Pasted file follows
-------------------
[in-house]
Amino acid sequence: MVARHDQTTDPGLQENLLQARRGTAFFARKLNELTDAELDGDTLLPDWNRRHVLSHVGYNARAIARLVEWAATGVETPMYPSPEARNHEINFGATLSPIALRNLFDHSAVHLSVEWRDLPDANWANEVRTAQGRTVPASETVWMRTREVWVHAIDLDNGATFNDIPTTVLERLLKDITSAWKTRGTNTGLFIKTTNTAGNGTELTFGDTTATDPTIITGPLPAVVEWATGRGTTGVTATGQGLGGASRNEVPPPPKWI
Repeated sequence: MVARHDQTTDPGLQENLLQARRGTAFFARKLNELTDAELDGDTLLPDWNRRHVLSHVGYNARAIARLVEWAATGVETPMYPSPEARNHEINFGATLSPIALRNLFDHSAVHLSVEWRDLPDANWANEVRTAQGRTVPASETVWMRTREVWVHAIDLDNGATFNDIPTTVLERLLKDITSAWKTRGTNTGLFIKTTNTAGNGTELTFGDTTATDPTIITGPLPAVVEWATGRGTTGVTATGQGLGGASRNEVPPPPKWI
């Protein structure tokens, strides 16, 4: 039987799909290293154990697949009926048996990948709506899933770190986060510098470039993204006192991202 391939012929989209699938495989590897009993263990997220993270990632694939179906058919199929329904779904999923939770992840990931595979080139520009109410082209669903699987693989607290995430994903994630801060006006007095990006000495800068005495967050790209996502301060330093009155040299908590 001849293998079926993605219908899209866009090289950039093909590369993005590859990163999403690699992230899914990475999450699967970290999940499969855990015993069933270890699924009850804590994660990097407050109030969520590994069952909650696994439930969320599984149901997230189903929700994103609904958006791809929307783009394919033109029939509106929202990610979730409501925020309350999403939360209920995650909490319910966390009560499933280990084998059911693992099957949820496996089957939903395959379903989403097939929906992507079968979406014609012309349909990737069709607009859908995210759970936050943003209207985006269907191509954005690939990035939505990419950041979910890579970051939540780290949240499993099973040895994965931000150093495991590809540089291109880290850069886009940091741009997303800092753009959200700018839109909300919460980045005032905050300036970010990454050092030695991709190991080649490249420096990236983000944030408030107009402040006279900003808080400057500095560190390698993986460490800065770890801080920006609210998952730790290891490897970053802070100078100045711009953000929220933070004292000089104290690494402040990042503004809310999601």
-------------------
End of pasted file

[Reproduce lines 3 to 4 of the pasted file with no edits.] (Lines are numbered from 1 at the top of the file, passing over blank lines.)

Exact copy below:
Repeated sequence: MVARHDQTTDPGLQENLLQARRGTAFFARKLNELTDAELDGDTLLPDWNRRHVLSHVGYNARAIARLVEWAATGVETPMYPSPEARNHEINFGATLSPIALRNLFDHSAVHLSVEWRDLPDANWANEVRTAQGRTVPASETVWMRTREVWVHAIDLDNGATFNDIPTTVLERLLKDITSAWKTRGTNTGLFIKTTNTAGNGTELTFGDTTATDPTIITGPLPAVVEWATGRGTTGVTATGQGLGGASRNEVPPPPKWI
């Protein structure tokens, strides 16, 4: 039987799909290293154990697949009926048996990948709506899933770190986060510098470039993204006192991202 391939012929989209699938495989590897009993263990997220993270990632694939179906058919199929329904779904999923939770992840990931595979080139520009109410082209669903699987693989607290995430994903994630801060006006007095990006000495800068005495967050790209996502301060330093009155040299908590 001849293998079926993605219908899209866009090289950039093909590369993005590859990163999403690699992230899914990475999450699967970290999940499969855990015993069933270890699924009850804590994660990097407050109030969520590994069952909650696994439930969320599984149901997230189903929700994103609904958006791809929307783009394919033109029939509106929202990610979730409501925020309350999403939360209920995650909490319910966390009560499933280990084998059911693992099957949820496996089957939903395959379903989403097939929906992507079968979406014609012309349909990737069709607009859908995210759970936050943003209207985006269907191509954005690939990035939505990419950041979910890579970051939540780290949240499993099973040895994965931000150093495991590809540089291109880290850069886009940091741009997303800092753009959200700018839109909300919460980045005032905050300036970010990454050092030695991709190991080649490249420096990236983000944030408030107009402040006279900003808080400057500095560190390698993986460490800065770890801080920006609210998952730790290891490897970053802070100078100045711009953000929220933070004292000089104290690494402040990042503004809310999601």